Remember floppy disks? So does screenwriter Paul Unguent, whose 1999 unproduced high-tech thriller spec script East of the Grid relied heavily on references to these data storage units. Only trouble is, we are now in the 21st Century, and that means Unguent is tasked with the job of going into his old script, which he still shops around Hollywood, and replacing every appearance of the term floppy disk with the term zip drive.
"My screenplay still contains a timeless, viable story, but the technology in it has evolved, and it's a total pain in the ass," sighs Unguent.
Indeed, the results of a study commissioned by an independent writer's advocacy group reveals that a staggering 98.8 % of unemployed screenwriters are completely fed up with how many times they have to go back into old spec scripts and change references to outdated technology.
"It's beyond annoying," reports Santa Monica based movie scribe Earl Kitella. "The conventional wisdom is that you never know when one of your scripts will hit, so you have to keep them all around. Only problem is, the ones you wrote a while back still have payphones, and the ones you wrote in the early 2000s don't have enough references to social media."
As a result, says Kitella, "A perfectly good writing sample has to be gone through with a fine-toothed comb, just so you can make sure people are using cell phones and Facebook enough."
"That's only the beginning of the hideous grind," affirms Joy Dunton, a New York-based screenwriter. "Do you know how many times I've had to go through and change he flips his phone closed to he hangs up his phone? I mean, damn, I wrote this really strong script back in 2006, and now my agent won't even show it until I get rid of all the flip phones."
And it doesn't end there.
"Can you say video rental store?" asks Norman Willoughby, Chicago-based television writer. "I had a whole scene set in one of those places, in this great script I wrote in 2003. Now what do I do? Move it into an apartment where they're doing a search on their Roku? The inherent dynamism I was going for with the interaction in the video store is completely lost."
The list of complaints goes on. From scenes in which people are stumped by trivia that must be altered in order to depict them Googling the answer on their handheld devices, to portable cameras needing to be replaced with smartphones that take selfies, to entire suspense movie plots which disintegrate now that people can share photos on Instagram.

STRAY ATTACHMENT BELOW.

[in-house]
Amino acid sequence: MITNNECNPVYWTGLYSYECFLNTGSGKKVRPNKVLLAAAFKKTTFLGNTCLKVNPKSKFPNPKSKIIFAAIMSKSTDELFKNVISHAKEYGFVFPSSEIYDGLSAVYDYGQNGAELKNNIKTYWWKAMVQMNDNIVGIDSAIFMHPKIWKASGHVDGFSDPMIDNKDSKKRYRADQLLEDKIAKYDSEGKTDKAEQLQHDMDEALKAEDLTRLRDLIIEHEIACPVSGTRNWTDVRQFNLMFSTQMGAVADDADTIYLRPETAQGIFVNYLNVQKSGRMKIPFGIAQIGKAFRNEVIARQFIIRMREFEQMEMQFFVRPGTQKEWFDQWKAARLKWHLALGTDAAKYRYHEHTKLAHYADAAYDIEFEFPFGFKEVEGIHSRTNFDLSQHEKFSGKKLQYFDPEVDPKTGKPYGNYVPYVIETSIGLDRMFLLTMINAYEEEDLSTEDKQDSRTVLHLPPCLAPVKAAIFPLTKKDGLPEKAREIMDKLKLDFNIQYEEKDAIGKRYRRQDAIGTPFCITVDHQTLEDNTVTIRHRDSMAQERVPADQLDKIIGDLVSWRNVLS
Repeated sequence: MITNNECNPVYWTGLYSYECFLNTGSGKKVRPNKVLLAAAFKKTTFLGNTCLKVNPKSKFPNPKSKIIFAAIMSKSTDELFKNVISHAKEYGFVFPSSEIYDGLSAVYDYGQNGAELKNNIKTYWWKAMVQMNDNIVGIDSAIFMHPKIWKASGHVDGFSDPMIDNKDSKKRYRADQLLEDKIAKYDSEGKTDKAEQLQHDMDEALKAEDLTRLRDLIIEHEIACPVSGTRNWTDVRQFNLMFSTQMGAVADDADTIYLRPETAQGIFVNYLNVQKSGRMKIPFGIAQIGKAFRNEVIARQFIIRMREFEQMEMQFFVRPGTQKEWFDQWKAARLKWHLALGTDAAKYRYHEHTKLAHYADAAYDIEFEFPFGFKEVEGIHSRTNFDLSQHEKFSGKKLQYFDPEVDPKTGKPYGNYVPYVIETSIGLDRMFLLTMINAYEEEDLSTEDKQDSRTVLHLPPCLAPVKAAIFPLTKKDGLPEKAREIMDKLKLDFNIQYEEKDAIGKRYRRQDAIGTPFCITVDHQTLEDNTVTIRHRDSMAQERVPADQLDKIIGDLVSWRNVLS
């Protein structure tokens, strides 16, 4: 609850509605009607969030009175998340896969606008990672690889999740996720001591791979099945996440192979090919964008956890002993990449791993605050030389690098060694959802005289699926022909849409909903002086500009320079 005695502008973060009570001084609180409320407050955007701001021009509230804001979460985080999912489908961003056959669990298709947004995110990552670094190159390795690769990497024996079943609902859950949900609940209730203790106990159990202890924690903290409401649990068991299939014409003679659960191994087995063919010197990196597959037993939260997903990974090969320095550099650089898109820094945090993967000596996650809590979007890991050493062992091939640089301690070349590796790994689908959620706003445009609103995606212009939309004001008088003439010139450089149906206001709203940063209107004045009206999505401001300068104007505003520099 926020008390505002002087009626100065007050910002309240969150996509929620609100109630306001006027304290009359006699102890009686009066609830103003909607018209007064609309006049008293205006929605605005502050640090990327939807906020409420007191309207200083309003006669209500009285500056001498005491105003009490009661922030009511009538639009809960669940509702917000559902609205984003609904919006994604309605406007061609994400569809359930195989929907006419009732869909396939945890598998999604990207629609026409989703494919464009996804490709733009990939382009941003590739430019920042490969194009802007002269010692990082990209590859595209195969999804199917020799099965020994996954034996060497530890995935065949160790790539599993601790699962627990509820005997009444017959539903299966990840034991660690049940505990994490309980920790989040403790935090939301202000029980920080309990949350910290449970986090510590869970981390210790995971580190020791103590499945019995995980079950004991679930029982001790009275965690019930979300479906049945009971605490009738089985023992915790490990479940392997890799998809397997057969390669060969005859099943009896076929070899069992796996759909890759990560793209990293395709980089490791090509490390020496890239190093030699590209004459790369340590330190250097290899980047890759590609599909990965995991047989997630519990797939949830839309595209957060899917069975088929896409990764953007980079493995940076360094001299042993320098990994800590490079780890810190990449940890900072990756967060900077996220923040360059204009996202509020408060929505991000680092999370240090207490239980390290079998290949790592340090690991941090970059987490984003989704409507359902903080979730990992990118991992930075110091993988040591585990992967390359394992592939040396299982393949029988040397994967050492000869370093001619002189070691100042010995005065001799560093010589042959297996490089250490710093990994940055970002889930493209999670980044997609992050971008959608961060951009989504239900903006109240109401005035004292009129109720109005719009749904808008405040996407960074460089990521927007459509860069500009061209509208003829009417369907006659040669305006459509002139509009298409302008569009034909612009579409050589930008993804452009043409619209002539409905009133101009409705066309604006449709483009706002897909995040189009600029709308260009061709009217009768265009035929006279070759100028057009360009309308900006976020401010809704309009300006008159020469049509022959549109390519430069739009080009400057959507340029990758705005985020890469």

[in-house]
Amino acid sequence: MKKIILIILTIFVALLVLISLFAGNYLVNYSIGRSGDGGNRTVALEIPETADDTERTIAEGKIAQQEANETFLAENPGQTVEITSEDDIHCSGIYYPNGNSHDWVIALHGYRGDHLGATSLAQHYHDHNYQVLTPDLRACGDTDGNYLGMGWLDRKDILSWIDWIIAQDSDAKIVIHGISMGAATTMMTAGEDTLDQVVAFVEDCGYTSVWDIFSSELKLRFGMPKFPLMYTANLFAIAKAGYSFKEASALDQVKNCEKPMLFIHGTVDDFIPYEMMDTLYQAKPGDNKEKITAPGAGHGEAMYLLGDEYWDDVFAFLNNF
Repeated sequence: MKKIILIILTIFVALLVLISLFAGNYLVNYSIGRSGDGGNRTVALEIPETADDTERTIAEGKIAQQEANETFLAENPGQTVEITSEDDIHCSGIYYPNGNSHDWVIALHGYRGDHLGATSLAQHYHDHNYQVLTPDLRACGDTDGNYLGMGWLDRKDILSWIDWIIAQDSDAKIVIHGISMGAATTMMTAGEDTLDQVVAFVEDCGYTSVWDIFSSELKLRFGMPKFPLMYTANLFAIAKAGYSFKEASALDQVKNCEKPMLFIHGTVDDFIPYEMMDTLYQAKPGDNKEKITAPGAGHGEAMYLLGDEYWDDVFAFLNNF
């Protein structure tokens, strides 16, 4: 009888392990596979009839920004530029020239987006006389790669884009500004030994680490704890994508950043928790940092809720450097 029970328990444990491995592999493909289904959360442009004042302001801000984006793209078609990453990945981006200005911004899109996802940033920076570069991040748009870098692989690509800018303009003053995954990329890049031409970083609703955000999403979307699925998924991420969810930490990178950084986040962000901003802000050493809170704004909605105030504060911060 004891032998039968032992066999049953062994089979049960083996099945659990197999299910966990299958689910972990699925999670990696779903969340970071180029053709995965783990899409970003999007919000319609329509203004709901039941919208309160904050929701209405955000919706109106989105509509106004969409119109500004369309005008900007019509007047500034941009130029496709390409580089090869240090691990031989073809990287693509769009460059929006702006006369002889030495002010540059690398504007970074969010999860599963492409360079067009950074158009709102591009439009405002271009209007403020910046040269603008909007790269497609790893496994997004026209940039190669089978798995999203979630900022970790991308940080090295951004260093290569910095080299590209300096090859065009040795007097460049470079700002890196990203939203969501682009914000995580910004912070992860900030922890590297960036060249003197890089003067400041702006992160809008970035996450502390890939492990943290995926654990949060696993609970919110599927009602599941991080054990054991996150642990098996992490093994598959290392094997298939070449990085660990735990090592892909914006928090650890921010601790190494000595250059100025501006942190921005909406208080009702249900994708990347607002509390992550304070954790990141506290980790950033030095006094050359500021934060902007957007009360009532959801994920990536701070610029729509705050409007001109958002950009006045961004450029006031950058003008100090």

"I had to scrap an entire storyline because it involved the extra eleven seconds it took to send photos as a jpeg email attachment," Kitella snorts. "No one would believe that crap anymore."
Similarly, searching one's document for a phrase such as Match.com in order to replace it with a trendier pop culture phenomenon like Tinder is commonplace. "And you just know that a month from now we'll be bumping Tinder for the next hook-up app that we'll need to include to keep our material on the cutting edge," adds Dunton. "And by the way, don't get me started on apps, or tapping your card at the cash register instead of swiping it, or using an actual flashlight instead of the one on your phone. Yeesh. They don't pay me enough for all these revisions. Come to think of it, they don't pay me at all."
Perhaps the granddaddy of all pre-early 21st century technology that did not appear regularly in prior scripts is text messaging.
"Oh, hell, yeah," Willoughby opines, "Heaven for-freaking-bid your script should have anyone under 30 actually using their cell phones to talk anymore. And, my God, it is insanely difficult to make text exchanges exciting on screen -- people go to movies to watch them, not read them! It's a visual medium! Hitchcock would be completely f**ked in 21st Century Hollywood."
The study reveals that it could be another ten years before every spec script's reference to a DVD or Blu-ray is replaced with a reference to a streaming service; before every use of a map is replaced with an on-board navigation system; before every external answering machine is finally replaced with voicemail. And by then, things could have changed completely once again.
"Most of these unemployed screenwriters have day jobs," the study's lead researcher observes. "They just don't have time to go into every one of their old masterpieces and make sure it is up to date."
Many have considered leaving their screenplays alone and simply choosing to keep their stories set in the previous two decades.
"But that's a slippery slope," says Joy Dunton. "Those were some pretty boring years."
More of James Napoli's comedy content for the Web can be found here.